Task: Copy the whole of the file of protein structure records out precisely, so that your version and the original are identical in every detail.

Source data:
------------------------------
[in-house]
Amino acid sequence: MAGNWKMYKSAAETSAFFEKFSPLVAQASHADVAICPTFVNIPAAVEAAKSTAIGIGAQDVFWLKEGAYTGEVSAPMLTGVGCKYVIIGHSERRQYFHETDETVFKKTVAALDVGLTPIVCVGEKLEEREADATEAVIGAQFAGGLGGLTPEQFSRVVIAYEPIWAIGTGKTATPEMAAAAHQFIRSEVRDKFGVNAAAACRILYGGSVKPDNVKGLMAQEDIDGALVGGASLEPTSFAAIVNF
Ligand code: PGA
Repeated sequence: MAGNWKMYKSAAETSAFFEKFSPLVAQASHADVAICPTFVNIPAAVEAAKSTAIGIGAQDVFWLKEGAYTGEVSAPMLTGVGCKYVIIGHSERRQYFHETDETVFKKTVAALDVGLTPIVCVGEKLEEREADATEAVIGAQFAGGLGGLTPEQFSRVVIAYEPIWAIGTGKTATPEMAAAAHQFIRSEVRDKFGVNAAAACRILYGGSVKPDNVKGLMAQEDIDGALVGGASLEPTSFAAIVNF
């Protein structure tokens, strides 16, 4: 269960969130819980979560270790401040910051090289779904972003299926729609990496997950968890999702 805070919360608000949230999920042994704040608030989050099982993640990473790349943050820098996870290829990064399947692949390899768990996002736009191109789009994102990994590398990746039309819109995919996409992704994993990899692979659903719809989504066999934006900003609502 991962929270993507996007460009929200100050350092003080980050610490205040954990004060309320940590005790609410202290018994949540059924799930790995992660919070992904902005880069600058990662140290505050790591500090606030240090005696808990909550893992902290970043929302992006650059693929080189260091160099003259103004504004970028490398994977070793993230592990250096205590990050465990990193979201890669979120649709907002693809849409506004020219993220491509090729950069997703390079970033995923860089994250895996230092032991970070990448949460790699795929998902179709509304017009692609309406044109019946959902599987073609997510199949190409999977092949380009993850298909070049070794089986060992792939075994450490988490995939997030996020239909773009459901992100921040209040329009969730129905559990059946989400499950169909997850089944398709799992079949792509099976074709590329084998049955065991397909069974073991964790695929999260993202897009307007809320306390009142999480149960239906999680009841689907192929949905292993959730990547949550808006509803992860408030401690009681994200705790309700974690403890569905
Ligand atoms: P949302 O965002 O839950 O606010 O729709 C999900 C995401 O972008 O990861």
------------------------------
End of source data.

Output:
[in-house]
Amino acid sequence: MAGNWKMYKSAAETSAFFEKFSPLVAQASHADVAICPTFVNIPAAVEAAKSTAIGIGAQDVFWLKEGAYTGEVSAPMLTGVGCKYVIIGHSERRQYFHETDETVFKKTVAALDVGLTPIVCVGEKLEEREADATEAVIGAQFAGGLGGLTPEQFSRVVIAYEPIWAIGTGKTATPEMAAAAHQFIRSEVRDKFGVNAAAACRILYGGSVKPDNVKGLMAQEDIDGALVGGASLEPTSFAAIVNF
Ligand code: PGA
Repeated sequence: MAGNWKMYKSAAETSAFFEKFSPLVAQASHADVAICPTFVNIPAAVEAAKSTAIGIGAQDVFWLKEGAYTGEVSAPMLTGVGCKYVIIGHSERRQYFHETDETVFKKTVAALDVGLTPIVCVGEKLEEREADATEAVIGAQFAGGLGGLTPEQFSRVVIAYEPIWAIGTGKTATPEMAAAAHQFIRSEVRDKFGVNAAAACRILYGGSVKPDNVKGLMAQEDIDGALVGGASLEPTSFAAIVNF
């Protein structure tokens, strides 16, 4: 269960969130819980979560270790401040910051090289779904972003299926729609990496997950968890999702 805070919360608000949230999920042994704040608030989050099982993640990473790349943050820098996870290829990064399947692949390899768990996002736009191109789009994102990994590398990746039309819109995919996409992704994993990899692979659903719809989504066999934006900003609502 991962929270993507996007460009929200100050350092003080980050610490205040954990004060309320940590005790609410202290018994949540059924799930790995992660919070992904902005880069600058990662140290505050790591500090606030240090005696808990909550893992902290970043929302992006650059693929080189260091160099003259103004504004970028490398994977070793993230592990250096205590990050465990990193979201890669979120649709907002693809849409506004020219993220491509090729950069997703390079970033995923860089994250895996230092032991970070990448949460790699795929998902179709509304017009692609309406044109019946959902599987073609997510199949190409999977092949380009993850298909070049070794089986060992792939075994450490988490995939997030996020239909773009459901992100921040209040329009969730129905559990059946989400499950169909997850089944398709799992079949792509099976074709590329084998049955065991397909069974073991964790695929999260993202897009307007809320306390009142999480149960239906999680009841689907192929949905292993959730990547949550808006509803992860408030401690009681994200705790309700974690403890569905
Ligand atoms: P949302 O965002 O839950 O606010 O729709 C999900 C995401 O972008 O990861």